Other ex-pats have had success in opening restaurants or coffee shops in Ho Chi Minh City. We rarely encounter foreigners working as servers at restaurants or as sales associates at stores. My assumption is that because the average wages are quite low in Vietnam (100,000 VND/hour or approximately $4 USD), it just doesn’t pay well enough to justify living here. English teaching jobs pay substantially better which makes them much more attractive.

Foreigners are often in demand for modeling jobs in HCMC so if you don’t mind relying on infrequent gigs, check out the Saigon Casting Foreigner Facebook group page for opportunities. And Jobs in Saigon for Foreigners is another Facebook group that could help with your search.

Other resources for finding a job in Ho Chi Minh City include:

Internet and Cell Service

Expat in Vietnam: Living in Saigon (Ho Chi Minh City) - Internet & SIM Cards

Cell service and data plans are incredibly accessible and affordable in Vietnam. All you need is an unlocked cell phone. You can easily buy a SIM card at the airport when you arrive, or at several establishments around HCMC. Then you load a monthly plan on your phone for 300,000 VND (~$13 USD) for 2GB of high-speed data per day for 30 days.

There are 3 major mobile carriers in Vietnam – Viettel, Vinaphone, and MobiFone. We recommend Viettel because they have the best coverage. For more info, we wrote a detailed post about Vietnamese SIM cards!

Like this post?! How about...
The Best Vietnam SIM Card for Tourists: Viettel vs. MobiFone vs. Vinaphone

How to Open a Bank Account in Vietnam

We’re more comfortable continuing our banking in the US. The only problem is that ATMs in HCMC rarely dispense more than 2,000,000 VND at a time, which is just about $80 USD. So paying our $900 rent each month takes lots of ATM transactions (thankfully we have the Charles Schwab debit card that refunds all of our international and domestic ATM fees).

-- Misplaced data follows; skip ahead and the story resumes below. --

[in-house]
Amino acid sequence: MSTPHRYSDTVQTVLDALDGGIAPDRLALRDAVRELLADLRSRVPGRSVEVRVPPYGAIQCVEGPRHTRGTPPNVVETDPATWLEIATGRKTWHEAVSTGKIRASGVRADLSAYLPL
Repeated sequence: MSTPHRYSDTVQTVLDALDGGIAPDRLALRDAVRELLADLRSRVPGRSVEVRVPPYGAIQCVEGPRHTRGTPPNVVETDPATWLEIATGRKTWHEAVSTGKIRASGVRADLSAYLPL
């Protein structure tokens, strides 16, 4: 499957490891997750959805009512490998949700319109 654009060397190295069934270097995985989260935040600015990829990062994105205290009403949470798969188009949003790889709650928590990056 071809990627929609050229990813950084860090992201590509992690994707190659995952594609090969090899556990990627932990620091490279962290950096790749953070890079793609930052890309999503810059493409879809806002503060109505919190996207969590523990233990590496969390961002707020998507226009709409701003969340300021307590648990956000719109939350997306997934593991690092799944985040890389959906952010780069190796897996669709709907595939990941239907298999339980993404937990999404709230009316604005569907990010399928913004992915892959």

If you do choose to open up a bank account in Saigon, we’ve heard that Timo is the best choice for foreigners. The documentation to open a Timo account is as follows: a valid passport and one of the following valid documents issued for at least 12 months: a Vietnam visa or temporary resident card or permanent resident card.

Apply for a Charles Schwab Debit Card

Safety in HCMC

Living in Vietnam: Safety in Ho Chi Minh City (Saigon)

Overall Ho Chi Minh City is an incredibly safe city and we’ve never felt remotely unsafe during our time here. The only crime that we ever hear about is petty theft through purses and cell phones getting swiped by motorbike drivers.

We’d advise against having your phone out while riding on the back of a motorbike, no matter how tempting it is to take a video. Wear a crossbody bag and keep it in front of you. Also, leave large amounts of cash and your passport at home. Late at night, you’re better off catching a Grab home rather than walking, just in case.

Vietnamese Laws to be Aware of

The Vietnamese law that will likely affect ex-pats the most is the compulsory helmet law. All drivers and passengers over the age of 6 must wear a helmet on a motorbike. Why kids are exempt from the law is beyond us.

Theoretically, foreigners are also required to have a Vietnamese driver’s license or an international driver’s permit. Although, if your country is not a signatory to the 1968 convention on road traffic, your permit will not apply (for example, the USA, UK, and Canada are all countries whose international driver permits are not accepted in Vietnam).

A few other laws that might apply to you as an ex-pat include:

  • Foreigners are required to register with the local police once they move into a residence in Vietnam. Generally, your landlord or real estate agent will do this on your behalf.
  • It is illegal for foreigners to work on a tourist visa and must obtain a work permit. This is usually handled by the company that hires you.
  • Gambling is illegal unless it takes place in a government-licensed casino
  • Possession of pornography is illegal
  • Possession of drugs is illegal and comes with a hefty sentence

Online Resources for Expats

We have found Facebook groups to be an absolute lifesaver in Ho Chi Minh City! They can provide a wealth of information regarding where to buy specific items or what new restaurants to try. They can help you find friends, find a job, or help you to furnish a new apartment.

Here are a few of the groups that we’ve found helpful during our time at HCMC:

Health Services in HCMC

Hospitals and Medical Clinics